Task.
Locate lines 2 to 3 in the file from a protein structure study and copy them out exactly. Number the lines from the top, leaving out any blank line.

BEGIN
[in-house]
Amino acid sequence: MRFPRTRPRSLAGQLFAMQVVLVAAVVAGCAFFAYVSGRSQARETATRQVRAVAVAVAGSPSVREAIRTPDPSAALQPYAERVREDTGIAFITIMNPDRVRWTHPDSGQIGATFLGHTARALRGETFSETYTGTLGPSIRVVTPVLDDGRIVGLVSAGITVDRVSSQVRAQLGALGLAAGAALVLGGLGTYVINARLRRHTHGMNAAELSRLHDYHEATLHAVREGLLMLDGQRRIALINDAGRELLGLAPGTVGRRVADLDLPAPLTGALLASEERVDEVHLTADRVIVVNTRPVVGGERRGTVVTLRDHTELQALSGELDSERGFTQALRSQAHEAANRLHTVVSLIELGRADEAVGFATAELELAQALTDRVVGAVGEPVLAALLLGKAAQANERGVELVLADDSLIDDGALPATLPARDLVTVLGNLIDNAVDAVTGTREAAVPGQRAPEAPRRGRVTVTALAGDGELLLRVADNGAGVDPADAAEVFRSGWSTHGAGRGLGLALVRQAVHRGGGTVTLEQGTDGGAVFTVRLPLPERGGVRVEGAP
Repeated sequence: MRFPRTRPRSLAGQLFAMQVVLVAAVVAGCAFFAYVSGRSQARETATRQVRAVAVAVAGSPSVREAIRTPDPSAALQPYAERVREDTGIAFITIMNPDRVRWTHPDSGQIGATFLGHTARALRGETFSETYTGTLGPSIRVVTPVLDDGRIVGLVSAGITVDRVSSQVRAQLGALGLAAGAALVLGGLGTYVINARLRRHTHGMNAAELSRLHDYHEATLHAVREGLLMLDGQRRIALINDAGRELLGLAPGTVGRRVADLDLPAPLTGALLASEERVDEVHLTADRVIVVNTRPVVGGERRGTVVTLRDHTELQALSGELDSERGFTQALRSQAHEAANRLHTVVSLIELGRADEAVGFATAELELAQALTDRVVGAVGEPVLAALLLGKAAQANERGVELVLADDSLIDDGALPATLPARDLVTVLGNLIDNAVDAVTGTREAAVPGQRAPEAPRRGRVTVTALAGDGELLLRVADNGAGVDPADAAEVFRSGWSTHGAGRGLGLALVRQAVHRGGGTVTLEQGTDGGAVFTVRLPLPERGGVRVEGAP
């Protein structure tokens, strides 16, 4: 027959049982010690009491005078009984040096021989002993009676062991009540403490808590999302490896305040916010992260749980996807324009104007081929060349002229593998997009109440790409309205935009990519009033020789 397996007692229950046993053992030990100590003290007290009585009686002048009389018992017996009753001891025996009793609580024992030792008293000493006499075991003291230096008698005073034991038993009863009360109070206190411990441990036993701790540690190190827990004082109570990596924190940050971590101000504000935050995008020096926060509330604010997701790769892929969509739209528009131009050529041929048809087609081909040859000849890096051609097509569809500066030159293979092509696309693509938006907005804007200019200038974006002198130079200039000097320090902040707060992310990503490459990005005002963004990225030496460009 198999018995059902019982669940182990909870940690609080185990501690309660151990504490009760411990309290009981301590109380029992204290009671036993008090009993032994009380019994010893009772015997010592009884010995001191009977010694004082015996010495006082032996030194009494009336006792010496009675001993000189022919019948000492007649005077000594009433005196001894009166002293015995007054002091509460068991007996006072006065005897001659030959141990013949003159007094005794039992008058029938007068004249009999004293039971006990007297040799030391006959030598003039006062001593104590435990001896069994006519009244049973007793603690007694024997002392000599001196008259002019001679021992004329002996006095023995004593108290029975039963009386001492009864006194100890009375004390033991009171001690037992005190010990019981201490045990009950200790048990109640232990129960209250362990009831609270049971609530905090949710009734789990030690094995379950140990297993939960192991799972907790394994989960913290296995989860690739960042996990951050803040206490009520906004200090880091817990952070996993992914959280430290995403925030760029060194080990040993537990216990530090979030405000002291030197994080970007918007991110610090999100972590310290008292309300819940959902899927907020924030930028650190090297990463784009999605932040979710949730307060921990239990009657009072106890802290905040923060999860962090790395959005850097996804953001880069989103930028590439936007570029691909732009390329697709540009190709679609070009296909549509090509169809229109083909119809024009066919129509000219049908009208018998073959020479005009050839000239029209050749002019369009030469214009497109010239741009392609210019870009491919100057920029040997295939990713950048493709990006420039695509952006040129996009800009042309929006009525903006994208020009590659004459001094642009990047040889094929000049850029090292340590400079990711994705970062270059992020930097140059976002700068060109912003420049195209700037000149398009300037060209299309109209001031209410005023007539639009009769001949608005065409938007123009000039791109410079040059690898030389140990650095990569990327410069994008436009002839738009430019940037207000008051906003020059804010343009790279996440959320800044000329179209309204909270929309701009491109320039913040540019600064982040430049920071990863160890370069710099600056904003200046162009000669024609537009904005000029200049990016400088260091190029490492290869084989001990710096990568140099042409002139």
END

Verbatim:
Amino acid sequence: MRFPRTRPRSLAGQLFAMQVVLVAAVVAGCAFFAYVSGRSQARETATRQVRAVAVAVAGSPSVREAIRTPDPSAALQPYAERVREDTGIAFITIMNPDRVRWTHPDSGQIGATFLGHTARALRGETFSETYTGTLGPSIRVVTPVLDDGRIVGLVSAGITVDRVSSQVRAQLGALGLAAGAALVLGGLGTYVINARLRRHTHGMNAAELSRLHDYHEATLHAVREGLLMLDGQRRIALINDAGRELLGLAPGTVGRRVADLDLPAPLTGALLASEERVDEVHLTADRVIVVNTRPVVGGERRGTVVTLRDHTELQALSGELDSERGFTQALRSQAHEAANRLHTVVSLIELGRADEAVGFATAELELAQALTDRVVGAVGEPVLAALLLGKAAQANERGVELVLADDSLIDDGALPATLPARDLVTVLGNLIDNAVDAVTGTREAAVPGQRAPEAPRRGRVTVTALAGDGELLLRVADNGAGVDPADAAEVFRSGWSTHGAGRGLGLALVRQAVHRGGGTVTLEQGTDGGAVFTVRLPLPERGGVRVEGAP
Repeated sequence: MRFPRTRPRSLAGQLFAMQVVLVAAVVAGCAFFAYVSGRSQARETATRQVRAVAVAVAGSPSVREAIRTPDPSAALQPYAERVREDTGIAFITIMNPDRVRWTHPDSGQIGATFLGHTARALRGETFSETYTGTLGPSIRVVTPVLDDGRIVGLVSAGITVDRVSSQVRAQLGALGLAAGAALVLGGLGTYVINARLRRHTHGMNAAELSRLHDYHEATLHAVREGLLMLDGQRRIALINDAGRELLGLAPGTVGRRVADLDLPAPLTGALLASEERVDEVHLTADRVIVVNTRPVVGGERRGTVVTLRDHTELQALSGELDSERGFTQALRSQAHEAANRLHTVVSLIELGRADEAVGFATAELELAQALTDRVVGAVGEPVLAALLLGKAAQANERGVELVLADDSLIDDGALPATLPARDLVTVLGNLIDNAVDAVTGTREAAVPGQRAPEAPRRGRVTVTALAGDGELLLRVADNGAGVDPADAAEVFRSGWSTHGAGRGLGLALVRQAVHRGGGTVTLEQGTDGGAVFTVRLPLPERGGVRVEGAP